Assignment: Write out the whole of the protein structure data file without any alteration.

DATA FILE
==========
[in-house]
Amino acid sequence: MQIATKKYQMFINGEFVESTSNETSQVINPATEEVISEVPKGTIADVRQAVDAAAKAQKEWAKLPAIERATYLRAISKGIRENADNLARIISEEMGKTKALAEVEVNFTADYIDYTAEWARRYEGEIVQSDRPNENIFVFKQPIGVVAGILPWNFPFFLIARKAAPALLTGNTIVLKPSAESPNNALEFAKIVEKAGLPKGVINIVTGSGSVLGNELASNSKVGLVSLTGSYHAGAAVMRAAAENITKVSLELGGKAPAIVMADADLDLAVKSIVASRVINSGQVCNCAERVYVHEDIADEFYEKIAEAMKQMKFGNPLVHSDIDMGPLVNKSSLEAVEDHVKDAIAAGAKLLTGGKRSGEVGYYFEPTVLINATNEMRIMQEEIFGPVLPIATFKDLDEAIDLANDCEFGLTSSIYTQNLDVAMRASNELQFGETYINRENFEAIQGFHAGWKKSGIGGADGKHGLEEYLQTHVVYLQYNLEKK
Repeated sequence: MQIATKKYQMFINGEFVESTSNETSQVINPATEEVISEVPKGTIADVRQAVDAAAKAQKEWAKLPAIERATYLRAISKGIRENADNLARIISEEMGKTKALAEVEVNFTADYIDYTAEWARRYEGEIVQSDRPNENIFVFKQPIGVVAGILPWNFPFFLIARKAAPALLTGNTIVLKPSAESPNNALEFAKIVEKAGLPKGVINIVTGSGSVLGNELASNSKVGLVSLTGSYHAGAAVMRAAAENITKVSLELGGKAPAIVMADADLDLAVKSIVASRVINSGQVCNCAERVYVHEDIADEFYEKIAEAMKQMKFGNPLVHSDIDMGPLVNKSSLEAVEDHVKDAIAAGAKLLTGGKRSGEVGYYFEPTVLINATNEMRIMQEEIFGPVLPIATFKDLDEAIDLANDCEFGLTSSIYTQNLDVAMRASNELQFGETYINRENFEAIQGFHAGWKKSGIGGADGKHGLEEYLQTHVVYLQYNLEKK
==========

[in-house]
Amino acid sequence: MQIATKKYQMFINGEFVESTSNETSQVINPATEEVISEVPKGTIADVRQAVDAAAKAQKEWAKLPAIERATYLRAISKGIRENADNLARIISEEMGKTKALAEVEVNFTADYIDYTAEWARRYEGEIVQSDRPNENIFVFKQPIGVVAGILPWNFPFFLIARKAAPALLTGNTIVLKPSAESPNNALEFAKIVEKAGLPKGVINIVTGSGSVLGNELASNSKVGLVSLTGSYHAGAAVMRAAAENITKVSLELGGKAPAIVMADADLDLAVKSIVASRVINSGQVCNCAERVYVHEDIADEFYEKIAEAMKQMKFGNPLVHSDIDMGPLVNKSSLEAVEDHVKDAIAAGAKLLTGGKRSGEVGYYFEPTVLINATNEMRIMQEEIFGPVLPIATFKDLDEAIDLANDCEFGLTSSIYTQNLDVAMRASNELQFGETYINRENFEAIQGFHAGWKKSGIGGADGKHGLEEYLQTHVVYLQYNLEKK
Repeated sequence: MQIATKKYQMFINGEFVESTSNETSQVINPATEEVISEVPKGTIADVRQAVDAAAKAQKEWAKLPAIERATYLRAISKGIRENADNLARIISEEMGKTKALAEVEVNFTADYIDYTAEWARRYEGEIVQSDRPNENIFVFKQPIGVVAGILPWNFPFFLIARKAAPALLTGNTIVLKPSAESPNNALEFAKIVEKAGLPKGVINIVTGSGSVLGNELASNSKVGLVSLTGSYHAGAAVMRAAAENITKVSLELGGKAPAIVMADADLDLAVKSIVASRVINSGQVCNCAERVYVHEDIADEFYEKIAEAMKQMKFGNPLVHSDIDMGPLVNKSSLEAVEDHVKDAIAAGAKLLTGGKRSGEVGYYFEPTVLINATNEMRIMQEEIFGPVLPIATFKDLDEAIDLANDCEFGLTSSIYTQNLDVAMRASNELQFGETYINRENFEAIQGFHAGWKKSGIGGADGKHGLEEYLQTHVVYLQYNLEKK